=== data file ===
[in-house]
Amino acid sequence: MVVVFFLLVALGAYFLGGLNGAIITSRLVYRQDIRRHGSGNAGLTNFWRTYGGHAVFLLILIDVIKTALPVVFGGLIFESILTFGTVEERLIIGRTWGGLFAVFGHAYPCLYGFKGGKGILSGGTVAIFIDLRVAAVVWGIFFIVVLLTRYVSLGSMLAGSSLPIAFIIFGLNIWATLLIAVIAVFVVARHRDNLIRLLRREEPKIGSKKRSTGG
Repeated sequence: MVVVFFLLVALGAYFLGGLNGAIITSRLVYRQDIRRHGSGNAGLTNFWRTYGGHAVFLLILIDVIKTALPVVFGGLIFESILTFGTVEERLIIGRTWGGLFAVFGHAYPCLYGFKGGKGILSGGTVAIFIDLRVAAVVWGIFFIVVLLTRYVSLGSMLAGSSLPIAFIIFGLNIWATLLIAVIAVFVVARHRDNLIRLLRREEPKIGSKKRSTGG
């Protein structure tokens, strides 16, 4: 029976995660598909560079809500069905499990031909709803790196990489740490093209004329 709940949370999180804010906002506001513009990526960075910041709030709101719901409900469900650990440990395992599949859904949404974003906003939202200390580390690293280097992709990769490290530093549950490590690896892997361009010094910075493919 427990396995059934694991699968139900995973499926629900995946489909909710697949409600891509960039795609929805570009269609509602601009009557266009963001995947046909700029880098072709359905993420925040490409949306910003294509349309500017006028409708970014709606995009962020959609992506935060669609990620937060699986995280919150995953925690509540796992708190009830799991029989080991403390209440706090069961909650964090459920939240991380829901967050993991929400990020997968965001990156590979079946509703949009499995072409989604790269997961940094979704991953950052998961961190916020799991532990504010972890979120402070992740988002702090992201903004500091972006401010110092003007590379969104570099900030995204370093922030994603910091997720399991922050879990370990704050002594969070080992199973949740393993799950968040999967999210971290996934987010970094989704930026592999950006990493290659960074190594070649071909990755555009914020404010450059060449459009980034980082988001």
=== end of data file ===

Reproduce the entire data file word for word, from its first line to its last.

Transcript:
[in-house]
Amino acid sequence: MVVVFFLLVALGAYFLGGLNGAIITSRLVYRQDIRRHGSGNAGLTNFWRTYGGHAVFLLILIDVIKTALPVVFGGLIFESILTFGTVEERLIIGRTWGGLFAVFGHAYPCLYGFKGGKGILSGGTVAIFIDLRVAAVVWGIFFIVVLLTRYVSLGSMLAGSSLPIAFIIFGLNIWATLLIAVIAVFVVARHRDNLIRLLRREEPKIGSKKRSTGG
Repeated sequence: MVVVFFLLVALGAYFLGGLNGAIITSRLVYRQDIRRHGSGNAGLTNFWRTYGGHAVFLLILIDVIKTALPVVFGGLIFESILTFGTVEERLIIGRTWGGLFAVFGHAYPCLYGFKGGKGILSGGTVAIFIDLRVAAVVWGIFFIVVLLTRYVSLGSMLAGSSLPIAFIIFGLNIWATLLIAVIAVFVVARHRDNLIRLLRREEPKIGSKKRSTGG
């Protein structure tokens, strides 16, 4: 029976995660598909560079809500069905499990031909709803790196990489740490093209004329 709940949370999180804010906002506001513009990526960075910041709030709101719901409900469900650990440990395992599949859904949404974003906003939202200390580390690293280097992709990769490290530093549950490590690896892997361009010094910075493919 427990396995059934694991699968139900995973499926629900995946489909909710697949409600891509960039795609929805570009269609509602601009009557266009963001995947046909700029880098072709359905993420925040490409949306910003294509349309500017006028409708970014709606995009962020959609992506935060669609990620937060699986995280919150995953925690509540796992708190009830799991029989080991403390209440706090069961909650964090459920939240991380829901967050993991929400990020997968965001990156590979079946509703949009499995072409989604790269997961940094979704991953950052998961961190916020799991532990504010972890979120402070992740988002702090992201903004500091972006401010110092003007590379969104570099900030995204370093922030994603910091997720399991922050879990370990704050002594969070080992199973949740393993799950968040999967999210971290996934987010970094989704930026592999950006990493290659960074190594070649071909990755555009914020404010450059060449459009980034980082988001």